Mitchell-West Center for Social Inclusion Blog

Honoring Mental Health Awareness Month

Mental Health Awareness Month has been recognized since 1949 in the United States. The awareness month started off as a week that was launched by the founder, Clifford W. Beers, of Mental Health America. The organization and awareness month aim to destigmatize mental illnesses and raise awareness on suicide, while drawing attention to psychological disorders and the communities that they affect nationwide.

Inclusive Teaching Doesn't Mean Including Everyone

Because if we aim to include “everyone” we’re overlooking the very lives and dynamics that make inclusive pedagogies not just necessary but meaningful and rewarding. Aiming to include “everyone” is an equivalent of the ever-popular “I-don’t-see-color” when talking about race.

Women's History Month

March is upon us which means it is Women's History Month. While women’s accomplishments are important every day, this month is dedicated to commemorating vital role of women in American history. Women’s History Month started as Women’s History Week in 1982 after Congress passed Pub. L. 97-28. Over the next five years following this initial commemoration, Congress continued to pass joint resolutions that designated a week in March as Women’s History Week.

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Dr. Wendell Gunn is important to the history of UNA as he was the first Black student to integrate the University in 1963 (at that time we were known as Florence State College). While Gunn’s legacy is significant, we still have much to learn about the history of Black faculty integration at the University. This is not that far removed from today and faculty diversity is still at the forefront of diversity, equity, and inclusion efforts in higher education across the nation.

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Inclusive teaching refers to “pedagogy that strives to serve the needs of all students regardless of background or identity, and support their engagement with the subject material” (Yale Poorvu Center for Teaching and Learning, 2020). This involves intentionality and a focus on creating a learning environment where all students are treated equitably by having access to course materials and opportunities to succeed.

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Civic engagement or civic participation is vital for a democracy to survive and thrive. Civic engagement involves collective action to address issues of public concern, working to make a difference in civic life within a community, and developing the knowledge and skills to make a difference.

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LGBTQ+ History Month was created in 1994 by a high school history teacher in Missouri named Rodney Wilson (GLAAD.org). According to the Library of Congress, a resolution was passed in 1995 by the General Assembly of the National Education Association to include LGBT History Month within a list of commemorative months.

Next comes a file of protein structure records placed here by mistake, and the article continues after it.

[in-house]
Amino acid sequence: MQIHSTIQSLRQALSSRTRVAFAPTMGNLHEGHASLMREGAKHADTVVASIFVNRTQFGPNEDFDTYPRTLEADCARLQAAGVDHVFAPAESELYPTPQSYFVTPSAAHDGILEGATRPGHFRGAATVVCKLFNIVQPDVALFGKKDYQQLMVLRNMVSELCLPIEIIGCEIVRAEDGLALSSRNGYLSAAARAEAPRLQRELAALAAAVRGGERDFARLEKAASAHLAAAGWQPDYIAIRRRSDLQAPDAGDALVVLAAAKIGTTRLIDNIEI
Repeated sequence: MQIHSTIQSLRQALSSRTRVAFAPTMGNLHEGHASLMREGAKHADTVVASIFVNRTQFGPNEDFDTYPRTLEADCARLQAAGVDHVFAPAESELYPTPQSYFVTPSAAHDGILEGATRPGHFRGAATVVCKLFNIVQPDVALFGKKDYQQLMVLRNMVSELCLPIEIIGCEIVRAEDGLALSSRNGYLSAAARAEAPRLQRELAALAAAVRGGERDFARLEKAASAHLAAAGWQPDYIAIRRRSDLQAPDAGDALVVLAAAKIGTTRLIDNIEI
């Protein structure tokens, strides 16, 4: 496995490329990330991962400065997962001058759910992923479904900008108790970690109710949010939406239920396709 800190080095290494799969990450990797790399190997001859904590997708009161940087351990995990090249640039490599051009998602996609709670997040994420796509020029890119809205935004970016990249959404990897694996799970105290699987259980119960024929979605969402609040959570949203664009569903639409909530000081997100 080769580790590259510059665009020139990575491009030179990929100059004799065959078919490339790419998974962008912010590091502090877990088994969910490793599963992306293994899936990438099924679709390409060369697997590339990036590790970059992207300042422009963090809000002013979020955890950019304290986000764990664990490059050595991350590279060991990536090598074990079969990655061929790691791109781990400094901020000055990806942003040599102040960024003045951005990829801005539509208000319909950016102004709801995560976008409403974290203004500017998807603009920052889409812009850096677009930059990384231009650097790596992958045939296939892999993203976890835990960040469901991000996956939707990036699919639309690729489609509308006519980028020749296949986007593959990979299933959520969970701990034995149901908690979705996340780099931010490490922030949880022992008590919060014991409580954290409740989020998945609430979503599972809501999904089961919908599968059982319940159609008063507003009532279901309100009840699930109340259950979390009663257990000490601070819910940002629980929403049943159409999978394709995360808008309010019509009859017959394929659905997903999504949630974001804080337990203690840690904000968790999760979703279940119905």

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We are heading into our second year as a center on campus and thought that our first blog of the semester should introduce or reintroduce you all to the Mitchell-West Center for Social Inclusion, located on the 1st floor of Rice Hall.

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James Baldwin once said, “History, as nearly no one seems to know, is not merely something to be read. And it does not refer merely, or even principally, to the past. On the contrary,” he continued, “the great force of history comes from the fact that we carry it within us, are unconsciously controlled by it in many ways, and history is literally present in all that we do.

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There is an ever-increasing need for these civic values in our democratic society, particularly in a nation with many differing social, cultural, economic, and political backgrounds, and where historically some citizens have been privileged at the expense of others. We approach our teaching through this lens and believe that teachers have a profound responsibility in preparing children to be socially-just individuals.

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The Collaborative Special Education program prepares undergraduate and graduate students to work in general and special education settings with children and young adults who have varying ranges of exceptionalities.

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Alternative Breaks are what you get when you mix social justice, meaningful action, and opportunity with a group of college students.

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In 2016, we approached Limestone Correctional Facility, a large maximum-security prison that holds approximately 2200 men, to see whether UNA could help to meet the facility’s educational needs as outlined in a local news article.

UNA students participating in the Disability Support Services Panel Discussion last year alongside Dr. Graham Sisson, Jeremy Martin, and President Kitts.

Students living with disabilities are enrolling in postsecondary institutions at an increasing rate. The National Center for Education Statistics reports that during the 2015-2016 academic year, 19% of college undergraduate and 11.9% of postbaccalaureate students reported having a disability.